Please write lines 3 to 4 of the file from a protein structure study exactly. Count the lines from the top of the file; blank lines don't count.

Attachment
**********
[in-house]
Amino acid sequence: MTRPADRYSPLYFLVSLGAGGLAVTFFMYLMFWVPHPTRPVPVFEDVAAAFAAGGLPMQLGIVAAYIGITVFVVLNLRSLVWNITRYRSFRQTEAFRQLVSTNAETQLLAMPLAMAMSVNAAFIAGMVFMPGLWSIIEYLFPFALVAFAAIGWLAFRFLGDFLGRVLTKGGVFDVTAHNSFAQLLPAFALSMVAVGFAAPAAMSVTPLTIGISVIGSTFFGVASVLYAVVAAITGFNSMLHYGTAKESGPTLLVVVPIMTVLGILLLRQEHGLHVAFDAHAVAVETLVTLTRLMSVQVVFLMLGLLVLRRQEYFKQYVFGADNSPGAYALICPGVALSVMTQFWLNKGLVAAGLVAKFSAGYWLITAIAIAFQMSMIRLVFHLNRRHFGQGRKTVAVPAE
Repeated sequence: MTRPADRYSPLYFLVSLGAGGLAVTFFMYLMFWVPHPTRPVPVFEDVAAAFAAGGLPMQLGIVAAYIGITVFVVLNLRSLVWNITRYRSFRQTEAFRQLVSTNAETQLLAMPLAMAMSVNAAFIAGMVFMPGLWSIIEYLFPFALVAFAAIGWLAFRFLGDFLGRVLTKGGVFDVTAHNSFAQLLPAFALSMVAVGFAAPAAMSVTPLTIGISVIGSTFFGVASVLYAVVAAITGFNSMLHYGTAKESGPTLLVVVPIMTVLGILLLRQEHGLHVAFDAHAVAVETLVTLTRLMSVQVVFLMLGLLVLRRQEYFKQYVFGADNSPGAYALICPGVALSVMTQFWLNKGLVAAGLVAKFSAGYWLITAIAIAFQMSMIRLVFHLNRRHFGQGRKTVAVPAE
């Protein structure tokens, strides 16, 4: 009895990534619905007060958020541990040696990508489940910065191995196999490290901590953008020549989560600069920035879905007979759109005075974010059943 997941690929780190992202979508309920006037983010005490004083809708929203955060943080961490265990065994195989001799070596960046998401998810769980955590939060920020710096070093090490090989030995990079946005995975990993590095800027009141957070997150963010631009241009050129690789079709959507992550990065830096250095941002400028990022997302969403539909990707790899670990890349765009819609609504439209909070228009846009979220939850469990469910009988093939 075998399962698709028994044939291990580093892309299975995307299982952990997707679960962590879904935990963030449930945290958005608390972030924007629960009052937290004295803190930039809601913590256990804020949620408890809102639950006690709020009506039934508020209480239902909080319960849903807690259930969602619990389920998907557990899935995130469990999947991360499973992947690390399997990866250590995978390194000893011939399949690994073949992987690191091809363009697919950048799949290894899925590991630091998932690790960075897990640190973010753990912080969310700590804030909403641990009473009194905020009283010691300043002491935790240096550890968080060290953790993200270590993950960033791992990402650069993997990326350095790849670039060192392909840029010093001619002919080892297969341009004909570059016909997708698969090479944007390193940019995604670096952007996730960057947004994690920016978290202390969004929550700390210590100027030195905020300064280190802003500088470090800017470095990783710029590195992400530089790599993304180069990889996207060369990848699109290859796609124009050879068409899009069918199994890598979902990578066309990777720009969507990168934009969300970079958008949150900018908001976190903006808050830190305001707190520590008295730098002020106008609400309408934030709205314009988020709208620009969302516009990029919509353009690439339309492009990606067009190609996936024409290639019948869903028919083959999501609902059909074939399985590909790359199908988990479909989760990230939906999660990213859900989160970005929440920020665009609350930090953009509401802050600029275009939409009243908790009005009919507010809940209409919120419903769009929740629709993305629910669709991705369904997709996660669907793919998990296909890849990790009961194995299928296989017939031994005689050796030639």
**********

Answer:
Repeated sequence: MTRPADRYSPLYFLVSLGAGGLAVTFFMYLMFWVPHPTRPVPVFEDVAAAFAAGGLPMQLGIVAAYIGITVFVVLNLRSLVWNITRYRSFRQTEAFRQLVSTNAETQLLAMPLAMAMSVNAAFIAGMVFMPGLWSIIEYLFPFALVAFAAIGWLAFRFLGDFLGRVLTKGGVFDVTAHNSFAQLLPAFALSMVAVGFAAPAAMSVTPLTIGISVIGSTFFGVASVLYAVVAAITGFNSMLHYGTAKESGPTLLVVVPIMTVLGILLLRQEHGLHVAFDAHAVAVETLVTLTRLMSVQVVFLMLGLLVLRRQEYFKQYVFGADNSPGAYALICPGVALSVMTQFWLNKGLVAAGLVAKFSAGYWLITAIAIAFQMSMIRLVFHLNRRHFGQGRKTVAVPAE
């Protein structure tokens, strides 16, 4: 009895990534619905007060958020541990040696990508489940910065191995196999490290901590953008020549989560600069920035879905007979759109005075974010059943 997941690929780190992202979508309920006037983010005490004083809708929203955060943080961490265990065994195989001799070596960046998401998810769980955590939060920020710096070093090490090989030995990079946005995975990993590095800027009141957070997150963010631009241009050129690789079709959507992550990065830096250095941002400028990022997302969403539909990707790899670990890349765009819609609504439209909070228009846009979220939850469990469910009988093939 075998399962698709028994044939291990580093892309299975995307299982952990997707679960962590879904935990963030449930945290958005608390972030924007629960009052937290004295803190930039809601913590256990804020949620408890809102639950006690709020009506039934508020209480239902909080319960849903807690259930969602619990389920998907557990899935995130469990999947991360499973992947690390399997990866250590995978390194000893011939399949690994073949992987690191091809363009697919950048799949290894899925590991630091998932690790960075897990640190973010753990912080969310700590804030909403641990009473009194905020009283010691300043002491935790240096550890968080060290953790993200270590993950960033791992990402650069993997990326350095790849670039060192392909840029010093001619002919080892297969341009004909570059016909997708698969090479944007390193940019995604670096952007996730960057947004994690920016978290202390969004929550700390210590100027030195905020300064280190802003500088470090800017470095990783710029590195992400530089790599993304180069990889996207060369990848699109290859796609124009050879068409899009069918199994890598979902990578066309990777720009969507990168934009969300970079958008949150900018908001976190903006808050830190305001707190520590008295730098002020106008609400309408934030709205314009988020709208620009969302516009990029919509353009690439339309492009990606067009190609996936024409290639019948869903028919083959999501609902059909074939399985590909790359199908988990479909989760990230939906999660990213859900989160970005929440920020665009609350930090953009509401802050600029275009939409009243908790009005009919507010809940209409919120419903769009929740629709993305629910669709991705369904997709996660669907793919998990296909890849990790009961194995299928296989017939031994005689050796030639």